Other research projects
Nitrogen deposition and grazing in serpentine grasslands
California’s serpentine grasslands are hotspots of biological diversity, hosting many rare and endemic plants as well as the federally threatened Edith’s Bay Checkerspot Butterfly (Euphadryas editha bayensis). Although serpentine grasslands were historically resistant to invasion by non-native plants, high levels of atmospheric nitrogen deposition have allowed exotic grasses to spread. In our experiment, cattle grazing maintained the diversity and temporal stability of native plant communities by restricting the growth and spread of exotic grasses. Among the plants that responded most positively to cattle grazing was Plantago erecta, the primary larval host for Edith’s Bay Checkerspot Butterflies.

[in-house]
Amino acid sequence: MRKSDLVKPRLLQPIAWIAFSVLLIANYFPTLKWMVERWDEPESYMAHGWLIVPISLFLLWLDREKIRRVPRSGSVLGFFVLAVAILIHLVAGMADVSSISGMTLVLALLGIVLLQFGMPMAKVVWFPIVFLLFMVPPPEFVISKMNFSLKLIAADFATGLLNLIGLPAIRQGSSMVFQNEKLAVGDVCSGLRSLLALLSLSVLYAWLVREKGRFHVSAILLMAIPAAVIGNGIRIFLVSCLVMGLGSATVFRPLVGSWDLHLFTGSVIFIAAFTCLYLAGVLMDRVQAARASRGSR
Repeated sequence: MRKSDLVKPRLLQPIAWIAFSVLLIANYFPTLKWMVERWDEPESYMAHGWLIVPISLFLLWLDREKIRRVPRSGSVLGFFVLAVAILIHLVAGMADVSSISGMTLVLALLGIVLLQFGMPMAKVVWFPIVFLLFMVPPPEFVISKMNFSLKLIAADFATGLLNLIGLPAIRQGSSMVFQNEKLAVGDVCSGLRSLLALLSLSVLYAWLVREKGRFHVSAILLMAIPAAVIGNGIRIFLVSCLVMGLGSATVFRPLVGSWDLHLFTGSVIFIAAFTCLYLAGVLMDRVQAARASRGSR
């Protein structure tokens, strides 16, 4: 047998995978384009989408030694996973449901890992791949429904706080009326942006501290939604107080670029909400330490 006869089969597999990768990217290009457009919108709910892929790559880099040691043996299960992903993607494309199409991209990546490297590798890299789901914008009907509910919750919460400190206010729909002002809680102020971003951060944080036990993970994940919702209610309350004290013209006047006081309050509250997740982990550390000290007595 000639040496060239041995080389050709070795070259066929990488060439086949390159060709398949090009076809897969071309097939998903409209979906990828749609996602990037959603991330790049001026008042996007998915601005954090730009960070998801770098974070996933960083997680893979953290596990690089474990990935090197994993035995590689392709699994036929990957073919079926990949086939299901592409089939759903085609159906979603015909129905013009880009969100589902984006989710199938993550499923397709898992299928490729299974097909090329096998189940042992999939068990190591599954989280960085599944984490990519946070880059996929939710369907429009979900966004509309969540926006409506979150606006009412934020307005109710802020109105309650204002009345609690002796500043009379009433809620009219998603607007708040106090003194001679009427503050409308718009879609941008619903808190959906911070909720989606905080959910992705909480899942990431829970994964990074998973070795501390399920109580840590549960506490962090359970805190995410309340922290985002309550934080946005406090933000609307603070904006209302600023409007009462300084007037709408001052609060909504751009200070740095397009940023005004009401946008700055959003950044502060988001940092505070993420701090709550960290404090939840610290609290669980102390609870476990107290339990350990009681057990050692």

Edge effects and grassland bird communities
As a consequence of extensive habitat loss, grassland bird populations are declining across North America. To better understand how the size and spatial configuration of restored prairies affect grassland breeding bird populations, I helped conduct a four year study monitoring the distribution and abundance of 14 species in Carleton College’s Cowling Arboretum. Grassland birds like Eastern Meadowlarks (Sturnella magna), Grasshopper Sparrows (Ammodramus savannarum), and Bobolinks (Dolichonyx oryzivorus) were strongly influenced by the presence of nearby forest edges. Total species diversity increased with distance from forest edges as obligate grassland species (those that depend exclusively on grasslands for foraging and breeding) avoided restored prairies near forest edges.